Kohli’s team has hardly got a break since they travelled to the West Indies last year. And the numbers — in terms of time spent on the cricket field and on flights— is as staggering as what lies ahead before the end of this year. BHARAT SUNDARESAN does the maths.
That’s the flying distance Kohli (who’s played in 42 of India’s 43 matches over the past one year having missed only the 4th Test against Australia in Dharamsala) has covered since leaving for the Caribbean last year. That means he could technically, in terms of distance covered, have circumnavigated the entire globe twice over (it takes around 40,003 km to do so). Kohli has flown a quarter of the distance it takes to reach the moon (3,84,000 km). There are the bus rides between London and Birmingham that must be accounted for too, not to forget the flights back home from Colombo and the ones he’ll take over the next three months.
Two years ago, Omid, the last of the western Siberian Cranes, successfully migrated to Iran from India for the seventh consecutive year taking its life-long tally to 78,000 km. On an average siberian cranes fly around 10,000 km in a year.
Ferdinand Magellan the first man to successfully complete a voyage around the world, traveled 69,800 km by sea, and it took him three years.
23 international matches in home season
India will commence their most hectic home season on September 17 less than six months after they finished what was billed as their biggest home season. They’ll play 23 internationals —3 Tests, 11 ODIs and 9 T20s — against Australia, New Zealand and Sri Lanka. But Virat Kohli & Co can be forgiven for wondering if there even is something called a “season” anymore, considering they’ve barely stopped playing since they left for the Caribbean more than a year ago.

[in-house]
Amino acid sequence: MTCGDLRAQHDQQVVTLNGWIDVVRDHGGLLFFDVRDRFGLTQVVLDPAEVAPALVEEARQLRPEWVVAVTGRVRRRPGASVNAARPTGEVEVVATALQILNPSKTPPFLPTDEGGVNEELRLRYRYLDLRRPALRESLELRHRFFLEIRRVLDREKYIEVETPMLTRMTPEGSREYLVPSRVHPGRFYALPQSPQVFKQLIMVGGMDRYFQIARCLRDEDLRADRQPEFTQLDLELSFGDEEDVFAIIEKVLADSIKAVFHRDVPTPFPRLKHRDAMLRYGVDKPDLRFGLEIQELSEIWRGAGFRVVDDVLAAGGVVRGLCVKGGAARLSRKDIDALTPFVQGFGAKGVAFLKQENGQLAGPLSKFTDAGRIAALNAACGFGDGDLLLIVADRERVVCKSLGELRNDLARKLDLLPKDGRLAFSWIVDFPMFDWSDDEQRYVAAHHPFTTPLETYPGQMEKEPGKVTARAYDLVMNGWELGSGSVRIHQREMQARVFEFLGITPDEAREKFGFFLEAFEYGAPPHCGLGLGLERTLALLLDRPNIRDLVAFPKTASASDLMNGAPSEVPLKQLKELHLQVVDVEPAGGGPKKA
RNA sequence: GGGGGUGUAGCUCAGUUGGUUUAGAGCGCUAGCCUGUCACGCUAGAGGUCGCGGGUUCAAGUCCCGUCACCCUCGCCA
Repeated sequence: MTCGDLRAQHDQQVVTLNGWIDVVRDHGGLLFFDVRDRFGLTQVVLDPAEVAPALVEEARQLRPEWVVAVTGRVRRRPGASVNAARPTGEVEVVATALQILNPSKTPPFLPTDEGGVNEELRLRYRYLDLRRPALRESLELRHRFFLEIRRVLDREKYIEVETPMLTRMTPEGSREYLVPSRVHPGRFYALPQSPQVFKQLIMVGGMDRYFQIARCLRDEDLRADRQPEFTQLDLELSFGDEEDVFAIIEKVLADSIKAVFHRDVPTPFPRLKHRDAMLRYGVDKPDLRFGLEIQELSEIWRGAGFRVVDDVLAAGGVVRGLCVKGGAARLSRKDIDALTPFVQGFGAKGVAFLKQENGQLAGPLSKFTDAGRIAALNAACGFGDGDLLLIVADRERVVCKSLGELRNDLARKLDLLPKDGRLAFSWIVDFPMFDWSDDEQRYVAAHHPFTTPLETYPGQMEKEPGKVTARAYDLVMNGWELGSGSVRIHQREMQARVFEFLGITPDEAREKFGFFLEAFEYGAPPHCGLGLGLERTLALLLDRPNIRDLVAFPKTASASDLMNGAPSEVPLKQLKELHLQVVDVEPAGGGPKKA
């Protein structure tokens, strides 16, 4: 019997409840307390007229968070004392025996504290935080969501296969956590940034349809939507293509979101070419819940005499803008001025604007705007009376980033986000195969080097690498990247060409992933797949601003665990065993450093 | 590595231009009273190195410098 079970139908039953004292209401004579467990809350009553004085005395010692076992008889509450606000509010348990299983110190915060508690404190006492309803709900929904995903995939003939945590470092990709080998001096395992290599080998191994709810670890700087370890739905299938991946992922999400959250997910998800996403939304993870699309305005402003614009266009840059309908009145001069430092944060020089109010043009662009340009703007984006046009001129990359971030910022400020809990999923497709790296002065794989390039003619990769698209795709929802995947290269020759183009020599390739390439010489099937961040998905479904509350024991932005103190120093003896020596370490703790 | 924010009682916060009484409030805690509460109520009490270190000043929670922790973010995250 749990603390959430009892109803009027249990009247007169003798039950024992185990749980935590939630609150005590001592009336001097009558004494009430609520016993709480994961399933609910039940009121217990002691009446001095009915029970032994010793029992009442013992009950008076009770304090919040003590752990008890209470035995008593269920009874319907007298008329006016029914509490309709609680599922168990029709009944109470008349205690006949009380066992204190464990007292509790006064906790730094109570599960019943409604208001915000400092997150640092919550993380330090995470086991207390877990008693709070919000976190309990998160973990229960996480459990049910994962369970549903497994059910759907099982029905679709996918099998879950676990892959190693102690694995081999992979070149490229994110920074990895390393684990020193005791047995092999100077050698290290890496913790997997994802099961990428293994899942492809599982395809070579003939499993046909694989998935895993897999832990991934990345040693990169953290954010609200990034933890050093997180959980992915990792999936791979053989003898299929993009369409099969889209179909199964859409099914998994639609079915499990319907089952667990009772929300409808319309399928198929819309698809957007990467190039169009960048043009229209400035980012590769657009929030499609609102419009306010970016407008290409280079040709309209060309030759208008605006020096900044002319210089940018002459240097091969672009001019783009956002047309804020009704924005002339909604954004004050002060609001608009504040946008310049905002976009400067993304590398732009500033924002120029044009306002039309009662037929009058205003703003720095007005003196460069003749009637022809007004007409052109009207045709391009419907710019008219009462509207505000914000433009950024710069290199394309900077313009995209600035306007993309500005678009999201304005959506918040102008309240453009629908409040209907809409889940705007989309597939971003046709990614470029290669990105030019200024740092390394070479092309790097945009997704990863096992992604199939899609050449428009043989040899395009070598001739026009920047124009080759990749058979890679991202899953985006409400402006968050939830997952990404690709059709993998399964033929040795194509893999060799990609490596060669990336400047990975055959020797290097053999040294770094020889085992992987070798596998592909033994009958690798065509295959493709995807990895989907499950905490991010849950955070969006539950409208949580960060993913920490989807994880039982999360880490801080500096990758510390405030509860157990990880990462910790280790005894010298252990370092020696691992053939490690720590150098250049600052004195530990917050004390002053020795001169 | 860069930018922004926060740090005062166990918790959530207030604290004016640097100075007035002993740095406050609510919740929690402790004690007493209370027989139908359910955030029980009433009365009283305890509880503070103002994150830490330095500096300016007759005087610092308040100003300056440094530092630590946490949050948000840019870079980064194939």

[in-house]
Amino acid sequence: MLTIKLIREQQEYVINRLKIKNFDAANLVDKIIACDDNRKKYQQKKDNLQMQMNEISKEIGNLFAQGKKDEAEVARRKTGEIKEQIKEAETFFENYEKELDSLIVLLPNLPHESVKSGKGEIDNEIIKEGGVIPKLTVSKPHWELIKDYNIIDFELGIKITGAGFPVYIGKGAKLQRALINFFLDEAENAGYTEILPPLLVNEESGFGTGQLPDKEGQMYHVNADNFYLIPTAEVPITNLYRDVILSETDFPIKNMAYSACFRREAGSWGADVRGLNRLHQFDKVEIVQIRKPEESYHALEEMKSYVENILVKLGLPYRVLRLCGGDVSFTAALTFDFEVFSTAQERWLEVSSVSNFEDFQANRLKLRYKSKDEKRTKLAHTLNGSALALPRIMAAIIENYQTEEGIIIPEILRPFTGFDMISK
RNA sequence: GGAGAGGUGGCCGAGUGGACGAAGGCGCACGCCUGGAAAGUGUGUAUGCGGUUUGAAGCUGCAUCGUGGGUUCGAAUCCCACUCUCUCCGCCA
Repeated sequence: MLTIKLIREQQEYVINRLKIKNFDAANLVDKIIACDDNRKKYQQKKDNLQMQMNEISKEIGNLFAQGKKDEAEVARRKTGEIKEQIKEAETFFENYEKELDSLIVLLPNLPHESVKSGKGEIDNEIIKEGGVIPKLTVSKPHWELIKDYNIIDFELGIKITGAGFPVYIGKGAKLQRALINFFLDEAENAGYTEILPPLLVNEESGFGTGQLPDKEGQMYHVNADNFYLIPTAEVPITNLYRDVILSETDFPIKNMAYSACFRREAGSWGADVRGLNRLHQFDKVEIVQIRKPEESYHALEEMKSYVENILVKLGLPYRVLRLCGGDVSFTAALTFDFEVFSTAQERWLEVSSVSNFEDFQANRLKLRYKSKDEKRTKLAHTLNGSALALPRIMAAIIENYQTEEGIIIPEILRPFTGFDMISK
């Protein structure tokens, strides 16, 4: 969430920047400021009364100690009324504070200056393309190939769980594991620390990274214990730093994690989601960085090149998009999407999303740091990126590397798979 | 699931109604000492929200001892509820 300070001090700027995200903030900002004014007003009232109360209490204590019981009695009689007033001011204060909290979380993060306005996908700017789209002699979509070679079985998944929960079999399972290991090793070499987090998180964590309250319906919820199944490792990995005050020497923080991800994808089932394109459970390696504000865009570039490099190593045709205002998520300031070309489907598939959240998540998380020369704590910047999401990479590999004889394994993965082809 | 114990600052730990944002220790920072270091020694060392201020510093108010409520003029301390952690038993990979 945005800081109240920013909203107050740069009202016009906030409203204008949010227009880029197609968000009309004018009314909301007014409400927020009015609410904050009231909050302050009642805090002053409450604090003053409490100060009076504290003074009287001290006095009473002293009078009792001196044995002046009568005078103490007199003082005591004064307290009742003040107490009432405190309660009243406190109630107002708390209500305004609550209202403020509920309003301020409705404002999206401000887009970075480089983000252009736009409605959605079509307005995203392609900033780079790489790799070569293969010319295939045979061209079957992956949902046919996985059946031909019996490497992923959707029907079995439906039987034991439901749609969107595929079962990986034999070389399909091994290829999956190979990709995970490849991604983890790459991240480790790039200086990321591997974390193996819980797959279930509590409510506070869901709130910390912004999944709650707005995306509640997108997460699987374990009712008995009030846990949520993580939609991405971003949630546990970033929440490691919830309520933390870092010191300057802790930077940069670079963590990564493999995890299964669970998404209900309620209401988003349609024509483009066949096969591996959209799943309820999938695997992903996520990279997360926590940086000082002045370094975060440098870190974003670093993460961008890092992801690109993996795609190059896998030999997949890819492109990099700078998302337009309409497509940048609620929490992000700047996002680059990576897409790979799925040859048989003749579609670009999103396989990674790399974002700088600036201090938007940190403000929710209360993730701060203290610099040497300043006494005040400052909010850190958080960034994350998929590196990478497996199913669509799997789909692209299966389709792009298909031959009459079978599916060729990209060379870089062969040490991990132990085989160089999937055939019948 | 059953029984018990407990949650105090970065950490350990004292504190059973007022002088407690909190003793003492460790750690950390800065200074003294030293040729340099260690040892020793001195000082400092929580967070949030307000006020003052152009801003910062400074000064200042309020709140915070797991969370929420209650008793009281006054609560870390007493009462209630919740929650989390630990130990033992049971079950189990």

42 – Number of international matches at this point that India have played since July 21, 2016, which includes 18 Tests, 18 ODIs and 4 T20s. They still have one Test, five ODIs and a T20 to go on their Sri Lankan tour before they kick-off yet another “grand” home season.
165 – That’s approximately the total number of days out of 522 between July 21, 2016 and December 24, 2017 (when the home season ends) that the Indian team would have been on the cricket field. That basically means they’re playing a game of cricket every third day.
48 – Sri Lanka have incidentally played the most number of matches—stretching across all three formats—but India have by far played the most number of Tests and will by December have played 23 Tests, 34 ODIs and 14 T20s, all within 17 months.
20 – The longest break India have had between series was the 20-day gap between the end of their fifth Test against England and when they returned for the one-day leg post the Christmas break. Otherwise, the average turnover period has been just under a week.
A look at india’s never-ending cricket season
They had two weeks between returning from the USA and taking on New Zealand in the first Test at Kanpur. In 10 days, they faced England in the first Test at Rajkot.
They got 20 days off—the longest break during the year-and-a-half period—before the English returned for three ODIs and three T20s. A week later they were playing Bangladesh in a solitary Test at Hyderabad.
– In two weeks, it was Australia in the first of four Tests in Pune.
– Within a week of the fourth Test finishing, IPL 10 got underway.
– Four days after the final, India were in England for the Champions Trophy.
– Two days after losing the final to Pakistan they were on a flight to Port of Spain, Trinidad for a three-week Caribbean tour.
– Within 10 days of returning from the West Indies, India left for Colombo from Mumbai.
They’ll get only 10 days upon returning from Sri Lanka following a 47-day tour to face Australia in the first ODI in Chennai. That will kick-off a three-month period where they play 23 internationals against three visiting teams followed by a tour to South Africa.